John Wayne was born Marion Robert Morrison on this date in 1907, in Winterset, Iowa. His family eventually moved to Glendale, California, where he grew up and attended USC on a football scholarship. Through a series of events too complex to write about here, Wayne found his way into movies and eventually devoted his career to the mission of creating of an iconic American male hero. That creation, which included some dark elements as well as admirable ones (See “Red River,” “The Searchers” and “The Man Who Shot Liberty Valance”) that still has a strong influence, and I believe an overwhelmingly positive one, on the culture.
In this he was assisted by two of the greatest of American film directors, Howard Hawks and John Ford, but creating “John Wayne” was Marion Morrison’s life’s work, to the extent where he refused to shoot a character (who has shot him and was running away) in the back in his final film, “The Shootist,” stating that it would violate the principles “John Wayne” stood for.
The man was not the character and didn’t claim to be. He was well-read, preferred to wear sports jackets and slacks, loved chess and by Hollywood standards—not a high bar admittedly— was an intellectual. Wayne once said that he never though of himself as John Wayne and still had “Marion Morrison” locked in his brain. They called him “Duke” in his pre-Wayne days, so he preferred that name off camera.
There are only five genuine Hollywood icons: Chaplin, Marilyn Monroe, Shirley Temple, Fred Astaire and John Wayne, and despite efforts to “cancel” him, Wayne remains the most vibrant, influential, and visible of the group. When I was teaching ethics to lawyers in Mongolia, the judges and lawyers knew virtually nothing about American culture, but they knew (and admired) John Wayne.
1. I’m old enough to remember when it was conservatives who were always trying to censor free speech...apparently many triggered Democrats on social media are demanding that the websites that sell this mug be shut down, or that the mug be censored “like those racist Dr. Seuss books.”
I have stated here repeatedly that using “Let’s go Brandon!” as code for “Fuck Joe Biden!” is indistinguishable from “Fuck Joe Biden!,” and thus wielding the catch phrase in public is uncivil, and doing so in the halls of Congress or in public statements by elected officials is unethical. However, if someone wants to drink coffee out of that mug, or to gift it to a fellow Biden critic, that is entirely a personal choice that cannot and must not be impeded by the political correctness police.
Sometimes I wonder if these people have any clue about what’s in the Bill of Rights and why.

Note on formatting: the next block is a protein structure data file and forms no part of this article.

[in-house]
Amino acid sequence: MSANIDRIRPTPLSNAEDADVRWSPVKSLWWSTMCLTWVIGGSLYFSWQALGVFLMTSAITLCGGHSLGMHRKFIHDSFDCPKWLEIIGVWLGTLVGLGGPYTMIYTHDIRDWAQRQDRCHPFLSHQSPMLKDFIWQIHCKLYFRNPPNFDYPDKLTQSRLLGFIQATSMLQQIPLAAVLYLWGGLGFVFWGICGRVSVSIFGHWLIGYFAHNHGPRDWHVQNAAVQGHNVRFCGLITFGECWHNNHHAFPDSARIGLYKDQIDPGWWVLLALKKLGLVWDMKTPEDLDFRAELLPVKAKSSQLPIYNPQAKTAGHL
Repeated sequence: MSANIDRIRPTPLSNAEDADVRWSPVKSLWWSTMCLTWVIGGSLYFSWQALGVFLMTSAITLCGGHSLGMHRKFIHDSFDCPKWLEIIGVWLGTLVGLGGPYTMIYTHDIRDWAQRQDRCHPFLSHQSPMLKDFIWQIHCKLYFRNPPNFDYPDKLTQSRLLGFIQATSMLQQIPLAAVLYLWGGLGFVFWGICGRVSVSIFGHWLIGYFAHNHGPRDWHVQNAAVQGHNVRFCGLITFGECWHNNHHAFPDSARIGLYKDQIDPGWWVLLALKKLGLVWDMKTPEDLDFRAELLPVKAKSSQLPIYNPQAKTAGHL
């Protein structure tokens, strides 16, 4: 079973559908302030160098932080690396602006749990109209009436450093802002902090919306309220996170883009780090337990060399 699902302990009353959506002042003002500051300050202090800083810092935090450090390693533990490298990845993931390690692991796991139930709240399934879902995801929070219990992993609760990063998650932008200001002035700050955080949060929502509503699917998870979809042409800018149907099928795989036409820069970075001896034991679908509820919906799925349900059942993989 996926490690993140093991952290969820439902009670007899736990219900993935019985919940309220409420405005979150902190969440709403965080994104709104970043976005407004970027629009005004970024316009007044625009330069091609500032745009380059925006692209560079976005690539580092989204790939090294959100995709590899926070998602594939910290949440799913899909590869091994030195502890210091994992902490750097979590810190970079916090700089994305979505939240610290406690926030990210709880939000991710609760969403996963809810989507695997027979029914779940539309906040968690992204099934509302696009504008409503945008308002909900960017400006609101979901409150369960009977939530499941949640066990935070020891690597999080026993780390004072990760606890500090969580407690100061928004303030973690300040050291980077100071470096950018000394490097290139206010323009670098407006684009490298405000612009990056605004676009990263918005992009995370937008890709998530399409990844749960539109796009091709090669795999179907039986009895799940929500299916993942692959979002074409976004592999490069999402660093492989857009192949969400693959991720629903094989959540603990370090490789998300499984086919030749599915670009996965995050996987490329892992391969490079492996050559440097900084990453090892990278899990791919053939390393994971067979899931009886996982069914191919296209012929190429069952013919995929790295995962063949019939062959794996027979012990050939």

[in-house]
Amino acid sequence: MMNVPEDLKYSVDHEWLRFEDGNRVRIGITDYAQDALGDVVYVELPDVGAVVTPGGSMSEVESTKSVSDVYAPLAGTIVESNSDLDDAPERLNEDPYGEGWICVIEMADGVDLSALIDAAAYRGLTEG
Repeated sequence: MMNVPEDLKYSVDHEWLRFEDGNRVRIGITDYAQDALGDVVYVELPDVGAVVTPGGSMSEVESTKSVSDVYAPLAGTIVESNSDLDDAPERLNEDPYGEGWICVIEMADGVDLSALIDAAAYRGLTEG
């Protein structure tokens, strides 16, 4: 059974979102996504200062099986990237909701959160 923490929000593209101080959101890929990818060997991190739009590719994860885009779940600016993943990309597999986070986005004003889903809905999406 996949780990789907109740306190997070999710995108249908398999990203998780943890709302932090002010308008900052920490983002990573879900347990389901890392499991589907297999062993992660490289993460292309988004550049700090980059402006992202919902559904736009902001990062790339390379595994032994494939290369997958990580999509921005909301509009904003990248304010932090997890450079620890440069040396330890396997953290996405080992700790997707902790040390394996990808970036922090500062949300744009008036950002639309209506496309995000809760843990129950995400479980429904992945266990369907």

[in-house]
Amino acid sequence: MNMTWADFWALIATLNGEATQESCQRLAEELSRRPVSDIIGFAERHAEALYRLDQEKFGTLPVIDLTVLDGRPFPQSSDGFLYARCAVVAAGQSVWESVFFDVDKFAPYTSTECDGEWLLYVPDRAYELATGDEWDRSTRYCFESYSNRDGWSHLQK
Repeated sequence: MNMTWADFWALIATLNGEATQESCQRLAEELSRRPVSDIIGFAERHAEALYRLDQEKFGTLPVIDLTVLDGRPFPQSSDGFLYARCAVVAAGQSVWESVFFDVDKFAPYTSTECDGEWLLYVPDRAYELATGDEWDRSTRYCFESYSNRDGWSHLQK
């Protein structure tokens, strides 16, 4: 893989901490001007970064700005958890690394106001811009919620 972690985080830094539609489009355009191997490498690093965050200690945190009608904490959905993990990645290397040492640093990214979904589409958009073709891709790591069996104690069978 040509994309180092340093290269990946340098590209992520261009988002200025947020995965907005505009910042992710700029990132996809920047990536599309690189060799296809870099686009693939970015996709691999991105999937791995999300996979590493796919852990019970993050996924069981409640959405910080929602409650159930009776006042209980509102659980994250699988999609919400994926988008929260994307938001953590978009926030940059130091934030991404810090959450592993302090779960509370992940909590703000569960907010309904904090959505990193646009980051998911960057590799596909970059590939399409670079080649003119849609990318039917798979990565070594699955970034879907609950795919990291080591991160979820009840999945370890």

2. I’m not sure I understand this story at all... David Sabatini, a renowned cancer researcher, has had his research and his career derailed after a former lover has turned on him. Sabatini was forced out of MIT when fellow scientist Kristin Knouse claimed he “groomed” and “coerced” her into a sexual relationship, according to court papers documents. He then went to NYU’s Grossman School of Medicine, but after a social media uproar and student protests, the school announced on this month that it would not hire him. Knouse did not work in Sabatini’s lab or report to him, so I am having trouble figuring out the required “power imbalance” that could justify sexual harassment accusations. She is also 21 years younger than he is, but was not a student. Nor does she deny that their sexual liaison was consensual. Sabatini and Knouse began an affair when both attended the same conference in 2018 while he was in the midst of a divorce. When he ended the relationship in 2020, she complained she’d been harassed, and then sued, alleging Sabitini oversaw a “sexualized” environment in his lab and had “groomed” her into a sexual relationship.
However, the so-called report, by a law firm, regarding these claims came up with the proverbial weak tea. Its 248 pages said that David Sabatini had failed to disclose his consensual relationship with Knouse. On top of that, the report claimed that Sabatini’s behavior created a sexualized undercurrent in the lab,” and that “his indirect influence over Knouse violated the “spirit” if not the letter of sexual harassment prohibition. Though he didn’t supervise Knouse, work directly with her, threaten her, propose a quid pro quo or have the power to fire her, Sabatini according to the report, had “experience, stature, and age” that gave him unethical control over her conduct. “While we have not found any evidence that Sabatini discriminates against or fails to support females in his lab, we find that Sabatini’s propensity to praise or gravitate toward those in the lab that mirror his desired personality traits, scientific success, or view of ‘science above all else,’ creates additional obstacles for female lab members,” the report concluded.
Bari Weiss has a lot more details. Too many people interviewed for the story make a “King’s Pass” argument, opining the Sabatini is such a genius and has so much to contribute to science and humanity that he should not be grounded by something as mundane as sexual misconduct allegations. However, as I read the facts, the ethical issue is very different. It does not appear that the scientist received due process from MIT, and that this is a genuine an instance of professional “cancellation” based feminist tribalism. The other question is how a 29-year-old professional woman can credibly claim that she was “groomed” when the male groomer had no actual means of controlling her. Are women fully capable of self-determination or not?
As I said at the start, I’m not sure I know “what’s going on here.”